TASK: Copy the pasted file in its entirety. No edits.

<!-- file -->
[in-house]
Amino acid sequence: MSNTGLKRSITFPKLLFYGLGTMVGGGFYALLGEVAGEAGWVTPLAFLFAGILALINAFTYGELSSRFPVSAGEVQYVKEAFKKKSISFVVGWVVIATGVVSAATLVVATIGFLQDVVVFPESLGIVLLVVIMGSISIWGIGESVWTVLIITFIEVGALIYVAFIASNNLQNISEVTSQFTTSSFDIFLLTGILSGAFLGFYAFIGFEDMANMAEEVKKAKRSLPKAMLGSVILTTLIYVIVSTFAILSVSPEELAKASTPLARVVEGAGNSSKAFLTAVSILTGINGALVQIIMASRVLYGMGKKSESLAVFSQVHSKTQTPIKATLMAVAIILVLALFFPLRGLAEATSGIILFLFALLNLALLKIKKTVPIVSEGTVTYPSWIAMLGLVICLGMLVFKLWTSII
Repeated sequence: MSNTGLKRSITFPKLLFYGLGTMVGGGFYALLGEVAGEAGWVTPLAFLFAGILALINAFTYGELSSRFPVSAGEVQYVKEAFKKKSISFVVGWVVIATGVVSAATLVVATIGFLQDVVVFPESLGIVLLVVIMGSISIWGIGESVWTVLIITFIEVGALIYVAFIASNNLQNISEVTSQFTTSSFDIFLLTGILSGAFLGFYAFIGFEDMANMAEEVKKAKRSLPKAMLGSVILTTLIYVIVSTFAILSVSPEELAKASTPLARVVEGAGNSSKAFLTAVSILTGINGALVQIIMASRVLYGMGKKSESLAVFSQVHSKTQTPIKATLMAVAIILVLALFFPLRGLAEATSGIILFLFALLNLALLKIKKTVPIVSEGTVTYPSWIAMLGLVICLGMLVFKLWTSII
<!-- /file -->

[in-house]
Amino acid sequence: MSNTGLKRSITFPKLLFYGLGTMVGGGFYALLGEVAGEAGWVTPLAFLFAGILALINAFTYGELSSRFPVSAGEVQYVKEAFKKKSISFVVGWVVIATGVVSAATLVVATIGFLQDVVVFPESLGIVLLVVIMGSISIWGIGESVWTVLIITFIEVGALIYVAFIASNNLQNISEVTSQFTTSSFDIFLLTGILSGAFLGFYAFIGFEDMANMAEEVKKAKRSLPKAMLGSVILTTLIYVIVSTFAILSVSPEELAKASTPLARVVEGAGNSSKAFLTAVSILTGINGALVQIIMASRVLYGMGKKSESLAVFSQVHSKTQTPIKATLMAVAIILVLALFFPLRGLAEATSGIILFLFALLNLALLKIKKTVPIVSEGTVTYPSWIAMLGLVICLGMLVFKLWTSII
Repeated sequence: MSNTGLKRSITFPKLLFYGLGTMVGGGFYALLGEVAGEAGWVTPLAFLFAGILALINAFTYGELSSRFPVSAGEVQYVKEAFKKKSISFVVGWVVIATGVVSAATLVVATIGFLQDVVVFPESLGIVLLVVIMGSISIWGIGESVWTVLIITFIEVGALIYVAFIASNNLQNISEVTSQFTTSSFDIFLLTGILSGAFLGFYAFIGFEDMANMAEEVKKAKRSLPKAMLGSVILTTLIYVIVSTFAILSVSPEELAKASTPLARVVEGAGNSSKAFLTAVSILTGINGALVQIIMASRVLYGMGKKSESLAVFSQVHSKTQTPIKATLMAVAIILVLALFFPLRGLAEATSGIILFLFALLNLALLKIKKTVPIVSEGTVTYPSWIAMLGLVICLGMLVFKLWTSII